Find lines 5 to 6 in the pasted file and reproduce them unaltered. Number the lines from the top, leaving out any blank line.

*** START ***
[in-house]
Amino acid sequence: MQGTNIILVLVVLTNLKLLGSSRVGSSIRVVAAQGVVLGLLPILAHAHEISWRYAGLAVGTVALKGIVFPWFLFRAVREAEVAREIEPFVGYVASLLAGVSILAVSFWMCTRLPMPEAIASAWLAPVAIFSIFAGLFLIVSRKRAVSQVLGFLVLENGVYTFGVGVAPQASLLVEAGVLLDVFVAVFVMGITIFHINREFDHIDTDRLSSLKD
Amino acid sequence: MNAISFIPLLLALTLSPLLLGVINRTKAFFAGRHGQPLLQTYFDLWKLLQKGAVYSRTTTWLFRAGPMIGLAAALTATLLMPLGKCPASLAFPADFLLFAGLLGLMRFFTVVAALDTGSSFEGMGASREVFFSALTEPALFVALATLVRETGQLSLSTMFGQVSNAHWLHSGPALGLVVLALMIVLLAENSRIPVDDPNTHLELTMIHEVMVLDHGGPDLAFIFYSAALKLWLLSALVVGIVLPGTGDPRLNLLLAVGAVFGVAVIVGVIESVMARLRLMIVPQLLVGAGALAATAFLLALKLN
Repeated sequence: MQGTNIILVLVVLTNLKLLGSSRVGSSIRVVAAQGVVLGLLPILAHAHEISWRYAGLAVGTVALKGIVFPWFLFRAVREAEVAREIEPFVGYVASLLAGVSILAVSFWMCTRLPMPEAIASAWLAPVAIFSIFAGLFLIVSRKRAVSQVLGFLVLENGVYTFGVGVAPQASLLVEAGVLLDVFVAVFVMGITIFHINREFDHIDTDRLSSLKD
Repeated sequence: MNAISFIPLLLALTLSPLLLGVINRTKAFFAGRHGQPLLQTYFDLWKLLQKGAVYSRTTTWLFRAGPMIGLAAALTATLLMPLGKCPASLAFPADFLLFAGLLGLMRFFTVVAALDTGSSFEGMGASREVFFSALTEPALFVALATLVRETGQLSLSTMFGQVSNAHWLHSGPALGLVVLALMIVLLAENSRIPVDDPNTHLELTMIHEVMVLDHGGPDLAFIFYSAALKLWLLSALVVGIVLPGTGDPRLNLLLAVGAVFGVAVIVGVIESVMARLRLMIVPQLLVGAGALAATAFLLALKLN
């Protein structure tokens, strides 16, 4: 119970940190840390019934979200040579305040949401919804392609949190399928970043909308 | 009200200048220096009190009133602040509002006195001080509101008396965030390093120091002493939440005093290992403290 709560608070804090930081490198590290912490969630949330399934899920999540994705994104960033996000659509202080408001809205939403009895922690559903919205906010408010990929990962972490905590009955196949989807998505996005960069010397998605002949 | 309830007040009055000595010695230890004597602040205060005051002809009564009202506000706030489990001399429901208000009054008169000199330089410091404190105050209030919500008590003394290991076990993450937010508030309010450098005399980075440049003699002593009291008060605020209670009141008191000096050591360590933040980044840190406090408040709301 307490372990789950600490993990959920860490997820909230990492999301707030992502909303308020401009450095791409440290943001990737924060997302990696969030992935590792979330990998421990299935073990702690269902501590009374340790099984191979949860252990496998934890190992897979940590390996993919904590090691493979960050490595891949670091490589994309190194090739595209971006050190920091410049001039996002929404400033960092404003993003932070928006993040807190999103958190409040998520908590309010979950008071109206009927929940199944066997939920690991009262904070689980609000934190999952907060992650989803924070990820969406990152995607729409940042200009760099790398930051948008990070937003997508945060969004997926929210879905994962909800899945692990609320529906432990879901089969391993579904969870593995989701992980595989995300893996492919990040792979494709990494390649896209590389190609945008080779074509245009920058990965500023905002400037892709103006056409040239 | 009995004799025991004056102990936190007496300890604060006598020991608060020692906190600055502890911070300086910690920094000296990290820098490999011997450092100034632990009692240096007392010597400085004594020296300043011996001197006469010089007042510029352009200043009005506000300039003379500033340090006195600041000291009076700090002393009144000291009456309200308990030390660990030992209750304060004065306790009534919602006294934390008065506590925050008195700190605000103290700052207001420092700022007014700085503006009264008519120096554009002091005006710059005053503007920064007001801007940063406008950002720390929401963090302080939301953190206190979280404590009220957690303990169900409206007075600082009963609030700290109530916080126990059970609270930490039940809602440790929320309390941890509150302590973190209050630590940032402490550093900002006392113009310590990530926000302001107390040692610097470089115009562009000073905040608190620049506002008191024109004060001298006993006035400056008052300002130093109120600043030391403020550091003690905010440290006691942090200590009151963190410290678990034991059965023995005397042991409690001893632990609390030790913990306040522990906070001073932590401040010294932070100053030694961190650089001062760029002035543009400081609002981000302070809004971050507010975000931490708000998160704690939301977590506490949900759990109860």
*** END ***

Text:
Repeated sequence: MNAISFIPLLLALTLSPLLLGVINRTKAFFAGRHGQPLLQTYFDLWKLLQKGAVYSRTTTWLFRAGPMIGLAAALTATLLMPLGKCPASLAFPADFLLFAGLLGLMRFFTVVAALDTGSSFEGMGASREVFFSALTEPALFVALATLVRETGQLSLSTMFGQVSNAHWLHSGPALGLVVLALMIVLLAENSRIPVDDPNTHLELTMIHEVMVLDHGGPDLAFIFYSAALKLWLLSALVVGIVLPGTGDPRLNLLLAVGAVFGVAVIVGVIESVMARLRLMIVPQLLVGAGALAATAFLLALKLN
């Protein structure tokens, strides 16, 4: 119970940190840390019934979200040579305040949401919804392609949190399928970043909308 | 009200200048220096009190009133602040509002006195001080509101008396965030390093120091002493939440005093290992403290 709560608070804090930081490198590290912490969630949330399934899920999540994705994104960033996000659509202080408001809205939403009895922690559903919205906010408010990929990962972490905590009955196949989807998505996005960069010397998605002949 | 309830007040009055000595010695230890004597602040205060005051002809009564009202506000706030489990001399429901208000009054008169000199330089410091404190105050209030919500008590003394290991076990993450937010508030309010450098005399980075440049003699002593009291008060605020209670009141008191000096050591360590933040980044840190406090408040709301 307490372990789950600490993990959920860490997820909230990492999301707030992502909303308020401009450095791409440290943001990737924060997302990696969030992935590792979330990998421990299935073990702690269902501590009374340790099984191979949860252990496998934890190992897979940590390996993919904590090691493979960050490595891949670091490589994309190194090739595209971006050190920091410049001039996002929404400033960092404003993003932070928006993040807190999103958190409040998520908590309010979950008071109206009927929940199944066997939920690991009262904070689980609000934190999952907060992650989803924070990820969406990152995607729409940042200009760099790398930051948008990070937003997508945060969004997926929210879905994962909800899945692990609320529906432990879901089969391993579904969870593995989701992980595989995300893996492919990040792979494709990494390649896209590389190609945008080779074509245009920058990965500023905002400037892709103006056409040239 | 009995004799025991004056102990936190007496300890604060006598020991608060020692906190600055502890911070300086910690920094000296990290820098490999011997450092100034632990009692240096007392010597400085004594020296300043011996001197006469010089007042510029352009200043009005506000300039003379500033340090006195600041000291009076700090002393009144000291009456309200308990030390660990030992209750304060004065306790009534919602006294934390008065506590925050008195700190605000103290700052207001420092700022007014700085503006009264008519120096554009002091005006710059005053503007920064007001801007940063406008950002720390929401963090302080939301953190206190979280404590009220957690303990169900409206007075600082009963609030700290109530916080126990059970609270930490039940809602440790929320309390941890509150302590973190209050630590940032402490550093900002006392113009310590990530926000302001107390040692610097470089115009562009000073905040608190620049506002008191024109004060001298006993006035400056008052300002130093109120600043030391403020550091003690905010440290006691942090200590009151963190410290678990034991059965023995005397042991409690001893632990609390030790913990306040522990906070001073932590401040010294932070100053030694961190650089001062760029002035543009400081609002981000302070809004971050507010975000931490708000998160704690939301977590506490949900759990109860």